Friday, August 10, 2007

A Brush with Bonds, History

Whatever you think of Barry Bond's master stroke Tuesday evening, there are three things that are surely non-contentious:

  1. Barry Bonds is a contentious character.
  2. Barry Bonds is a great ball player.
  3. Barry Bonds hit is 756th Major League home run on Tuesday August 7th, 2007.

Let me add a forth non-continuous point: Scott (aka gamedayScott) and myself (aka gamedayGeorge) were at the game! While neither of us were fortunate enough to catch the home run ball, we did catch the spectacle live and in the flesh.

Our evening at the ballpark started with a trip on the CalTrain and a stop at the pre-game haunt - the 21st Amendment. Its worth noting that whether or not it can be attributed to Mark Twain, the quote "The coldest winter I ever spent was a summer in San Francisco" couldn't have been truer on this August evening. According to MLB.com the game time temperature was 62 degrees, and I can assure you that it dropped from there - I've never seen so many coats, scarfs and hats in the summer south of the 49th. That said, the action in the ballpark was just warming up.

We were treated to two quick Bonds at bats early in the game, and the way he was hitting the ball it was clear that something was in the air (water?) on Tuesday evening. After tearing the cover off a double in his first at bat (which he scored on from second) he took another step towards the cycle with a single in his second at bat. But while the potential cycle will be just a footnote, the outcome of his third at bat in the fifth was - as they say - history.

A few things of note.

  • Each time Bonds came to the plate, you'd swear that all of America (and a quarter of Japan) was using flash photography at the ballpark. There were more strobes then Studio 54 each time the guy came to the plate - I'm amazed he could concentrate on anything. (Note to camera users - the flash is generally not effective outside the 10 foot range.)
  • The immediate post-home run celebration put on by the Giant's was classy, and in the midst of the melee, they deployed banners with the next 10 top home run hitters in Major League History under the facing of the upper deck and fired off streamers over the fans and fireworks over San Francisco Bay. All that was needed to complete the scene was Mardi Gras beads...
  • The cheering only really subsided for one moment during the whole post-home run ceremony and that's when Aaron spoke via the video scoreboard - then it was respectfully quiet. Other then that, Bonds was speaking to the roar of the crowd. It appeared as though Willie Mays wanted to get a couple of words in as well - based on his enthusiastic reaching for the mic - but the house seemed content to let the crowd roar on instead.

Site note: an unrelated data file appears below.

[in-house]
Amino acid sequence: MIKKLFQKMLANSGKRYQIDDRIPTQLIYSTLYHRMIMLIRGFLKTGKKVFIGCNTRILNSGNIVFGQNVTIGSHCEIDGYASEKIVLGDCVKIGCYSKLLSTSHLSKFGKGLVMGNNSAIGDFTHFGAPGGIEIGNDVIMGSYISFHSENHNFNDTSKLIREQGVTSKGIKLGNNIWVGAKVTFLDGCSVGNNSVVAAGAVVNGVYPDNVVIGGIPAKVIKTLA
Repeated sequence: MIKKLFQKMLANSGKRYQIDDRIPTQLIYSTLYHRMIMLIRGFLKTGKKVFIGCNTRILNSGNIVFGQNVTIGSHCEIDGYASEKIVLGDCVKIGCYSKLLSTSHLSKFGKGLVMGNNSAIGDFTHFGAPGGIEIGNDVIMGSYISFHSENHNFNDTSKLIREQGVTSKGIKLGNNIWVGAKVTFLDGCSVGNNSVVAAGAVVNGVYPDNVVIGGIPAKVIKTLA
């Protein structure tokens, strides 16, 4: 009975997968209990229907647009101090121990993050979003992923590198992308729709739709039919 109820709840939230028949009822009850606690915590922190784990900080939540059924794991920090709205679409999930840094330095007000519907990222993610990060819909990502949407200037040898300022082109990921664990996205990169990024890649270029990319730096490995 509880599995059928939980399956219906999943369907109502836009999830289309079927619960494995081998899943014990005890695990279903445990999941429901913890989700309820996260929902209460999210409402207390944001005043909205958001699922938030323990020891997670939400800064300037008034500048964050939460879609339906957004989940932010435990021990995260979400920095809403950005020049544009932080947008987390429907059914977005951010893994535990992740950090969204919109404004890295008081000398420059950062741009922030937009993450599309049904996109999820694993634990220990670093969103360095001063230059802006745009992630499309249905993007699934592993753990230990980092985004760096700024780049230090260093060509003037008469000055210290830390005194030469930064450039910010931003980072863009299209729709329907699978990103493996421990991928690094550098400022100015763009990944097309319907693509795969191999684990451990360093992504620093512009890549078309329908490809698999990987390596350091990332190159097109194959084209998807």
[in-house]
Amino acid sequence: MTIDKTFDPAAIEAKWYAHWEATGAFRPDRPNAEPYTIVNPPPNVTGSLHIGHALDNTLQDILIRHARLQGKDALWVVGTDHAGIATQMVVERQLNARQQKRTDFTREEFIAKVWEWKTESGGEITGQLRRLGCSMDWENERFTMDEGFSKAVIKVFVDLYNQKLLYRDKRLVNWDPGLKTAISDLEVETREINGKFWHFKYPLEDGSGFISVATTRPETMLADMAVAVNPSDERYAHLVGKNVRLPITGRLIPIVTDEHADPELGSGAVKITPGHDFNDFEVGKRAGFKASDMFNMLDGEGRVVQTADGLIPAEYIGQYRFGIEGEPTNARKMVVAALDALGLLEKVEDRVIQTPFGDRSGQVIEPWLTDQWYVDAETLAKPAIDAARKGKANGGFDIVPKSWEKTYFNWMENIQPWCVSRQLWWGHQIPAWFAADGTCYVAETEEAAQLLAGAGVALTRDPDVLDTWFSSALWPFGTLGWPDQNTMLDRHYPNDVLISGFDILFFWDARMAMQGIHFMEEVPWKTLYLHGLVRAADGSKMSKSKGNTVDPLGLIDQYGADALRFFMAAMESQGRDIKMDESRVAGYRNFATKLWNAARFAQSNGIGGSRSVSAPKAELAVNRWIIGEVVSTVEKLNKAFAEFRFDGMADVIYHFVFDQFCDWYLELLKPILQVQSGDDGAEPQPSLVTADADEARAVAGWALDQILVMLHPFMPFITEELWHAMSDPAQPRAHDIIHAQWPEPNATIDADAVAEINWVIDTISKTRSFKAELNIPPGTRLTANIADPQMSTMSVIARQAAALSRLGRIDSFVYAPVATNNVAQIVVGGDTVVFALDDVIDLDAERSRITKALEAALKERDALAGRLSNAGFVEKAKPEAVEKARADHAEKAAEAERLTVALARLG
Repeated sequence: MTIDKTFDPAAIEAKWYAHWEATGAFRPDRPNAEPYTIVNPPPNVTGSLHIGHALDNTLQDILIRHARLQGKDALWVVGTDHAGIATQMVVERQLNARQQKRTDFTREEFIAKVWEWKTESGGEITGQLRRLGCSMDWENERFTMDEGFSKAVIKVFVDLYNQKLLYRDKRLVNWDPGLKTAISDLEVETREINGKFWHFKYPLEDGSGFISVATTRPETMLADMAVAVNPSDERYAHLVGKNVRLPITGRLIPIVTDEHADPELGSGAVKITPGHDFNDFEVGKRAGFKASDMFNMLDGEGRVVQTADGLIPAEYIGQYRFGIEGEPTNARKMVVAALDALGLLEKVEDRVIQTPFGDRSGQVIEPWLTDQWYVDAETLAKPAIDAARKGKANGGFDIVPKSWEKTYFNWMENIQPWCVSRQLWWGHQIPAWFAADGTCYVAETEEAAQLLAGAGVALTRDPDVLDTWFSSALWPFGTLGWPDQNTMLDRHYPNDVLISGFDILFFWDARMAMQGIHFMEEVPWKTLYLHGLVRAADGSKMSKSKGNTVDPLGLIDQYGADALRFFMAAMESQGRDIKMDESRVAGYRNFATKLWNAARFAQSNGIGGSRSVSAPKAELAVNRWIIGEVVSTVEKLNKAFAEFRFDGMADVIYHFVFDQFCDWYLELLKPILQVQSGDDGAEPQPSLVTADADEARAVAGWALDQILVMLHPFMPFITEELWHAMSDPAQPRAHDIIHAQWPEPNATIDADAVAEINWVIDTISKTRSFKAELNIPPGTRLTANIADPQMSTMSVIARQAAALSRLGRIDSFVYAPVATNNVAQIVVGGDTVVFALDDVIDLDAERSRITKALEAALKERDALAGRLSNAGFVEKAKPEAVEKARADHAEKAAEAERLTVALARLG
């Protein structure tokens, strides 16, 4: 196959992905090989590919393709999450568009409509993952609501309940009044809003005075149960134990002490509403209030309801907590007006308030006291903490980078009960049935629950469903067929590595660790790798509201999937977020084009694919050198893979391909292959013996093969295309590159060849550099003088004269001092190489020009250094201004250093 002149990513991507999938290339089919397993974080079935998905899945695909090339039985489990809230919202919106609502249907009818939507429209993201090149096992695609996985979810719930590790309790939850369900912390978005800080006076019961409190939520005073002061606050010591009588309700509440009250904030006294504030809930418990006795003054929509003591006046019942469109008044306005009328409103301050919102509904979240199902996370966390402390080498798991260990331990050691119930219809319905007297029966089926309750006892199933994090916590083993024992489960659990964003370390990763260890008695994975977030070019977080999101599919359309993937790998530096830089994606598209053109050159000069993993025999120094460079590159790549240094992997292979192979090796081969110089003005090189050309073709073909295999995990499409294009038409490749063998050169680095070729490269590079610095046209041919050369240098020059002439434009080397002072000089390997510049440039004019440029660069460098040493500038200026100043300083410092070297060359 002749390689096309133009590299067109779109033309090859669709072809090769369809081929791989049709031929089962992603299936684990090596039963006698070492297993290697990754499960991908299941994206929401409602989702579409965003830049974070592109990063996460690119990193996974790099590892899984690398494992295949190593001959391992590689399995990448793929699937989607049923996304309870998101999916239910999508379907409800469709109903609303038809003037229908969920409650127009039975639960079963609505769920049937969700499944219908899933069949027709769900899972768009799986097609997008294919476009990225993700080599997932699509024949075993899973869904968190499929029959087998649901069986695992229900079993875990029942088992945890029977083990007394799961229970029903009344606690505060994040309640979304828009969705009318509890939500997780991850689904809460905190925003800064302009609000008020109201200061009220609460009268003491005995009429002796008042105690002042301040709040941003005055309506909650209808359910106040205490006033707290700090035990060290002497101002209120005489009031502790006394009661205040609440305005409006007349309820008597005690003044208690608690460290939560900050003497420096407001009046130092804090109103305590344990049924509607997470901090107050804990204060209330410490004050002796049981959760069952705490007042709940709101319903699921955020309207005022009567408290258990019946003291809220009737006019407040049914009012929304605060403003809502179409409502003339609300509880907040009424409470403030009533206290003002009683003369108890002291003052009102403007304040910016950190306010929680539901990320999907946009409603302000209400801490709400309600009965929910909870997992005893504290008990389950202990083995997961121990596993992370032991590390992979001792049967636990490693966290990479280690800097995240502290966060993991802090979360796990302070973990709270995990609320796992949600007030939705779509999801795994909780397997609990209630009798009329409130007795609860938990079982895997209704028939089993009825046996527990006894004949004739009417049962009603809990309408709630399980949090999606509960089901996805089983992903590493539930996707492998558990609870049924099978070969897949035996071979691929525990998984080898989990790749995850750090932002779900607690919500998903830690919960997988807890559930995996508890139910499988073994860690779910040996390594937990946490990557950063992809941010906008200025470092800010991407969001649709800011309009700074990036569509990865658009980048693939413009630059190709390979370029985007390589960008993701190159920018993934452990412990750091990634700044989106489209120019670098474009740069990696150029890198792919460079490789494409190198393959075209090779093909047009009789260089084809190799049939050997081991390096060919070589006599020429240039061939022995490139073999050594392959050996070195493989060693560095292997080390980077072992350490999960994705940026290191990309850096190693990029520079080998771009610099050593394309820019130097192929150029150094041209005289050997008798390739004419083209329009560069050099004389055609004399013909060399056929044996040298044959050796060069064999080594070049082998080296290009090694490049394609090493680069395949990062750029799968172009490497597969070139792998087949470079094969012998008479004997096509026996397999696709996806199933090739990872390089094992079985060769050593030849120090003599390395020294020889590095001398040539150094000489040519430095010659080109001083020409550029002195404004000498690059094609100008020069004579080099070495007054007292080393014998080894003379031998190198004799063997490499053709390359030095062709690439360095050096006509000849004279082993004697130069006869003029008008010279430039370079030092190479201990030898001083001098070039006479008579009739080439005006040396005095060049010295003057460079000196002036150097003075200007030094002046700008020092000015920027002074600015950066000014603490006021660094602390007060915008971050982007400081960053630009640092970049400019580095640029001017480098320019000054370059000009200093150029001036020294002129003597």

• I watched the section where the ball landed in right center for a good half hour after the game resumed, and to me it looked like a mosh pit was raging well after the guy who caught the ball (Matt Murphy) was carried out by the cops. Not sure what they were raging about, but I was amazed to watch the post-game video and see that no one out there seemed to have a ball glove on. And it looked like somebody who had a clean shot at it bobbled it off their hands and into the scrum... better luck "next time"?!?
  • While Bonds' home run put the Giant's ahead 5-4, they did go onto lose the game 8-6 in case you didn't notice. That other Barry in SF - Zito - was on the mound, and was looking like an ace who was missing his 'out' pitch as his shaky season on the other side of the bay continues. He went through spurts of excellence, followed by floods of base runners, and I'm sure was left in quiet contemplation in the post-game clubhouse to wonder how me might re-capture some of his brilliance.

Perhaps the most remarkable element of the experience for me was that I was there at all. You see, like the guy who caught the ball, I was just in San Francisco for one night and that's the only Giant's game I'll see this season and possibly next for that matter. The next evening when I was at the airport on my way out of town, I had a chat with the TV camera people who had assembled at the airport to see if they could catch Matt Murphy on his way to Australia.

One of the assembled camera men joked that the only difference between me and my quiet passage through the airport, and Matt Murphy and his assembled media scrum was that one ball, that one lucky shot. That Murphy's was the next hand after Mike Bacsik's to get a firm grip on that baseball, and the cool half mil that might come with it. I never did see Murphy swing through the airport - but I wouldn't be able to pick the guy out of a police lineup.

Alas, I'm happy with my place in history. Time to start lining up a quick swing through the Bronx for the summer of 2013 to see if I can catch the next one...

1 comment:

billalex said...

Cool story! Obviously a night you will never forget.